Wednesday, November 5, 2008

Cicero Was Right

It's all about friends.

Generally, I have a hard time keeping them. But a few patient souls have stood by me no matter how depressed and moody I get, and lift me up with their hope. My wife is amazing that way, whose first concern this morning was getting me out of the depressed funk she knew I'd be in after last night. She sent me THIS from the Priests for Life. I shudder to think where I'd be without her.

Another true Ciceronian friend is Father Barry, whom I have known for a decade but have only gotten to know recently, a fact that is a testament to the good of Instant Messaging, as it allows friends to remain so even when living 1000s of miles away, a situation Cicero advised against not having had the technology to chat.

Today, Fr. Barry once again PUT IT ALL IN PERSPECTIVE, and for that I thank him again. As he says, look to today's reading for an eerie feeling of appropriateness:
My beloved, obedient as you have always been,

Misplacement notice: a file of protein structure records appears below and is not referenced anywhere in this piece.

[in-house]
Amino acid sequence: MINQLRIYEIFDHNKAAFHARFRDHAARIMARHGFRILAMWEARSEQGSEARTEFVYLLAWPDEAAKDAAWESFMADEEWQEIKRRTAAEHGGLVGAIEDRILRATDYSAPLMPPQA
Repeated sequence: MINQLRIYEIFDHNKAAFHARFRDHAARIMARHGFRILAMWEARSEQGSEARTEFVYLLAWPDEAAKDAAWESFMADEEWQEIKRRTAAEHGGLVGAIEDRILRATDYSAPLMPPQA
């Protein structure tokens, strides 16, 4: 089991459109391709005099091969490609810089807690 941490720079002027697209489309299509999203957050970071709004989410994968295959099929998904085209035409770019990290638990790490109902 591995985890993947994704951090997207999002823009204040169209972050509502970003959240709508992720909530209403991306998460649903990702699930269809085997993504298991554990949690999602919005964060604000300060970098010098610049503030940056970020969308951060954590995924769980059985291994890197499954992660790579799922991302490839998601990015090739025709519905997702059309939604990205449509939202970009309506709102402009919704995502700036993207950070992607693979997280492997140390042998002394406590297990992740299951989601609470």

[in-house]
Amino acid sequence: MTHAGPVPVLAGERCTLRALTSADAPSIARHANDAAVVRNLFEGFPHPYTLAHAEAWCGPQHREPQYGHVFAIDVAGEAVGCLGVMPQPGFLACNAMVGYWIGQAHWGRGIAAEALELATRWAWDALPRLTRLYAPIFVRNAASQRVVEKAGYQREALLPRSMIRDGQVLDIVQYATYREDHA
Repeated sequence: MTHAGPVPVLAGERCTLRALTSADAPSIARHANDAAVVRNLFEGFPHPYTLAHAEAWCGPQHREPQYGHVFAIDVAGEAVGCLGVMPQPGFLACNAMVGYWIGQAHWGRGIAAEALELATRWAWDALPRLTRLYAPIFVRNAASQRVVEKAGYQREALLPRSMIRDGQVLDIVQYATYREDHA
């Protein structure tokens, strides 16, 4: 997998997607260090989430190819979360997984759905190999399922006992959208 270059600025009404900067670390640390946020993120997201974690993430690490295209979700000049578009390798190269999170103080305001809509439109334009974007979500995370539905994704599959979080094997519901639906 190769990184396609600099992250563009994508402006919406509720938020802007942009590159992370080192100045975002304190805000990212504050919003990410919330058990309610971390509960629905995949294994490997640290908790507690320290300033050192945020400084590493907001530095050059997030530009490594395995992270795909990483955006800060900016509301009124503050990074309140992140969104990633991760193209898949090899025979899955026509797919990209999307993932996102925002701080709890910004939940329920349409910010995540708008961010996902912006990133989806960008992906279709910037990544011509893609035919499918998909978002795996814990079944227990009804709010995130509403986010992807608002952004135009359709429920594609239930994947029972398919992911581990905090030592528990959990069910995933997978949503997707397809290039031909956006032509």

not only when I am present but all the more now when I am absent,
work out your salvation with fear and trembling.
For God is the one who, for his good purpose,
works in you both to desire and to work.
Do everything without grumbling or questioning,
that you may be blameless and innocent,
children of God without blemish
in the midst of a crooked and perverse generation,
among whom you shine like lights in the world,
as you hold on to the word of life,
so that my boast for the day of Christ may be
that I did not run in vain or labor in vain.
But, even if I am poured out as a libation
upon the sacrificial service of your faith,
I rejoice and share my joy with all of you.
In the same way you also should rejoice and share your joy with me.


"Father Barry" said...

I'm trying to figure out which part of that reading seems more eerily appropriate at this particular moment: the "do everything without grumbling or questioning" line, or the "in the midst of a crooked and perverse generation" one.

Margaret Cabaniss said...

Seeing as how you are currently in a funk, I hate to do this to you; but given our discussion over at IC today, I couldn't help it:

"I shutter to think where I'd be without her."

It's possible, I suppose, that you meant you close the windows of your soul against such black thoughts of life without your darling wife...but somehow I don't think that's what you were going for.

Consider me in your low-level-yellow range of annoyance.

The Vitruvian Duck said...

Dang it. You nailed me. I suck at writing, but will edit accordingly.

Margaret Cabaniss said...

...and now I will cower in fear of the day when you inevitably call me out on some egregious mistake over at IC. Heh.

The Vitruvian Duck said...

And I will sharpen my concentration and tongue...